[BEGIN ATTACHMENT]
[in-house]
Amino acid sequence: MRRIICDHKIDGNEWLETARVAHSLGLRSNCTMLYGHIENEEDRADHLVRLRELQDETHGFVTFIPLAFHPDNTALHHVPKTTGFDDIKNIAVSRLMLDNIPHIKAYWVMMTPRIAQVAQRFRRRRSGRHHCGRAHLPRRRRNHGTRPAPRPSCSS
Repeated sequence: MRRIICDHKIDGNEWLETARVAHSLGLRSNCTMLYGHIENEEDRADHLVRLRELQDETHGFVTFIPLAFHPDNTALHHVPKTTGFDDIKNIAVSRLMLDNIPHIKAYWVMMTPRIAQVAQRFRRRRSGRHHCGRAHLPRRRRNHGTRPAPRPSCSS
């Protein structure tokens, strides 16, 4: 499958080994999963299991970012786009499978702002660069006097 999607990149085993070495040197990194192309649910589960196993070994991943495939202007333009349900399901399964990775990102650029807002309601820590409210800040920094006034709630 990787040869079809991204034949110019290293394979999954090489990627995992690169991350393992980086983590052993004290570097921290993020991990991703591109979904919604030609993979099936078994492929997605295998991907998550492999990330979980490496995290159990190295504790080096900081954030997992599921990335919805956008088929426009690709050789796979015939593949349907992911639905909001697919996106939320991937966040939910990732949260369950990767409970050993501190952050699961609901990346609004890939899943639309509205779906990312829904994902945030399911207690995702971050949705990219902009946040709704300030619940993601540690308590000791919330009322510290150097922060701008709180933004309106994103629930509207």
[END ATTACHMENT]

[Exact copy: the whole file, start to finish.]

[in-house]
Amino acid sequence: MRRIICDHKIDGNEWLETARVAHSLGLRSNCTMLYGHIENEEDRADHLVRLRELQDETHGFVTFIPLAFHPDNTALHHVPKTTGFDDIKNIAVSRLMLDNIPHIKAYWVMMTPRIAQVAQRFRRRRSGRHHCGRAHLPRRRRNHGTRPAPRPSCSS
Repeated sequence: MRRIICDHKIDGNEWLETARVAHSLGLRSNCTMLYGHIENEEDRADHLVRLRELQDETHGFVTFIPLAFHPDNTALHHVPKTTGFDDIKNIAVSRLMLDNIPHIKAYWVMMTPRIAQVAQRFRRRRSGRHHCGRAHLPRRRRNHGTRPAPRPSCSS
């Protein structure tokens, strides 16, 4: 499958080994999963299991970012786009499978702002660069006097 999607990149085993070495040197990194192309649910589960196993070994991943495939202007333009349900399901399964990775990102650029807002309601820590409210800040920094006034709630 990787040869079809991204034949110019290293394979999954090489990627995992690169991350393992980086983590052993004290570097921290993020991990991703591109979904919604030609993979099936078994492929997605295998991907998550492999990330979980490496995290159990190295504790080096900081954030997992599921990335919805956008088929426009690709050789796979015939593949349907992911639905909001697919996106939320991937966040939910990732949260369950990767409970050993501190952050699961609901990346609004890939899943639309509205779906990312829904994902945030399911207690995702971050949705990219902009946040709704300030619940993601540690308590000791919330009322510290150097922060701008709180933004309106994103629930509207």